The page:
Banks are being urged to protect customers with variable interest rates from the ECB’s rate hike

Lenders have been urged to absorb the week’s rise in European interest rates rather than pass it on to adjustable rate mortgage holders.

Some 200,000 homeowners with adjustable rate mortgages will face a huge spike in the cost of home equity loans as the European Central Bank (ECB) embarks on a series of rate hikes, the first in 11 years.

Variable interest rates are among the highest on the market, with some as high as 4.5 percent.

The ECB rate hike announcement is due on Thursday.

A series of increases could increase the cost of maintaining an adjustable rate mortgage by €1,200 per year.

Tracker holders will see automatic increases, but banks and other lenders have discretion to decide whether to increase variable rates.

And the length of time it takes for first-time buyers and switchers to obtain mortgage approval and then obtain a home loan creates a great deal of uncertainty.

The fear is that by the time the mortgages are drawn down, many lenders will have increased their fixed and other interest rates.

The interest rate that the borrower ends up paying is the one that applies when they take out the mortgage.

However, due to huge demand from switchers and new borrowers, it can take up to three months for a mortgage to be approved and drawn down.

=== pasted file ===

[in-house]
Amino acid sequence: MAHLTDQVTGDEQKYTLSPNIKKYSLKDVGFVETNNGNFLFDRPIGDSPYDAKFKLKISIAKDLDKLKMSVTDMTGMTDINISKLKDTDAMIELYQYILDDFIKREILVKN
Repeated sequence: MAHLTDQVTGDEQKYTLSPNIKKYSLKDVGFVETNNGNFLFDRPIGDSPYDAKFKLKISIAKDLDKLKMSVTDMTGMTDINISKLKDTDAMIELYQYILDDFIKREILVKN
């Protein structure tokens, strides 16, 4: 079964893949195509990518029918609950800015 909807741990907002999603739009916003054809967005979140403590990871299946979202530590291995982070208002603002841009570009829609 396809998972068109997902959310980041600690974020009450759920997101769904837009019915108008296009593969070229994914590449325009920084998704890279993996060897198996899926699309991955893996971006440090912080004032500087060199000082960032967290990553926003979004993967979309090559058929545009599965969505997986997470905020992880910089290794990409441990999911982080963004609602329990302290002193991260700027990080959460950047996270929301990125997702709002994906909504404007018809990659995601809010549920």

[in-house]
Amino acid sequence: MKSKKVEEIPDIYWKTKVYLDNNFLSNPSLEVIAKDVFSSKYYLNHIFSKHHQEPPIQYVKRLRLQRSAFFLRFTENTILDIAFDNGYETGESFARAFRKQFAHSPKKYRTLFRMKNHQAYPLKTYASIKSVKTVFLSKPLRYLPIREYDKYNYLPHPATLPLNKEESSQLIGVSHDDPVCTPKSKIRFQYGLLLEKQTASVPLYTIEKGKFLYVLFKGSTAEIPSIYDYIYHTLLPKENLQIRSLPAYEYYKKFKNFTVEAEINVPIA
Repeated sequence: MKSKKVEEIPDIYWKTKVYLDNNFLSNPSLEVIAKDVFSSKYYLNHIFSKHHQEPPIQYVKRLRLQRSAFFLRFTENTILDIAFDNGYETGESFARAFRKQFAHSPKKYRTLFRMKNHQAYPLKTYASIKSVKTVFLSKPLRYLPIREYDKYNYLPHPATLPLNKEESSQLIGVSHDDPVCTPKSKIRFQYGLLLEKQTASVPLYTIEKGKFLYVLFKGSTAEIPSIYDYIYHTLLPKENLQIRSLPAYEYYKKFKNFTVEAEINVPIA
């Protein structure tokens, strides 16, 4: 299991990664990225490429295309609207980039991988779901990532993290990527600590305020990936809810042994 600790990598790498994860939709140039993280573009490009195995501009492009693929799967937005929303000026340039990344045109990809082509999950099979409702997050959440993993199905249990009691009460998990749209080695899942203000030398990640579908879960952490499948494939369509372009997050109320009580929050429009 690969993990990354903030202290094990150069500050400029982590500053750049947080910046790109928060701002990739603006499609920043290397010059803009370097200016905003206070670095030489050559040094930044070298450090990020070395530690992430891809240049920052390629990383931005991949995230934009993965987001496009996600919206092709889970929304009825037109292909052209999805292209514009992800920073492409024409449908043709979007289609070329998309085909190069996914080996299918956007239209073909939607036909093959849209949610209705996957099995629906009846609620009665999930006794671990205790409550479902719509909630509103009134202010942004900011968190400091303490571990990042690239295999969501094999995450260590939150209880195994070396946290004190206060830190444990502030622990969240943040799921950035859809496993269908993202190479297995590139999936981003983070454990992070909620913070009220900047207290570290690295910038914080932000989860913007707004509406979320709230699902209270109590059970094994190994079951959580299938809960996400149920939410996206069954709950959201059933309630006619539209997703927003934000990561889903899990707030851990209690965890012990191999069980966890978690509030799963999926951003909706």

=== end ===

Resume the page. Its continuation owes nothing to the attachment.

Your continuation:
Consumers Association Chairman Michael Kilcoyne urged all lenders to copy the Permanent TSB and commit to adopting the first two ECB rate hikes.

TSB permanent chief Eamonn Crowley said last month his bank could absorb the first two rounds of ECB rate hikes and not raise adjustable-rate mortgage prices to gain market share.

Mr Crowley said Irish banks “can take some of these rate hikes for part of the time”.

Two hikes of 0.25 percent were announced, but a 0.5 percent hike in September could be implemented if high inflation persists. This probably affects about 450,000 people who have a tracker or variable rate.

Every 0.25 percent increase in ECB interest rates costs €30 more in monthly payments on a €250,000 tracker mortgage. A 0.75% increase in ECB interest rates would increase the annual repayments of such a mortgage by €1,200.

Mr Kilcoyne said: “Banks can well afford not to pass on the ECB’s hike to customers with floating rates. The taxpayers bailed them out when they were in trouble and we got very little thanks for that.”

Martina Hennessy of broker said a huge backlog had built up of people trying to switch their mortgage provider to a cheaper provider.

It takes about five weeks to get approval for a mortgage switch, although regulatory requirements state that applicants should be able to get mortgage approval in 10 days.

Lenders ICS Mortgages, Avant Money and Finance Ireland have raised some of their interest rates in recent months, but Permanent TSB, Bank of Ireland and EBS have all cut some of their mortgage rates. Banks are being urged to protect customers with variable interest rates from the ECB’s rate hike

Fry Electronics Team

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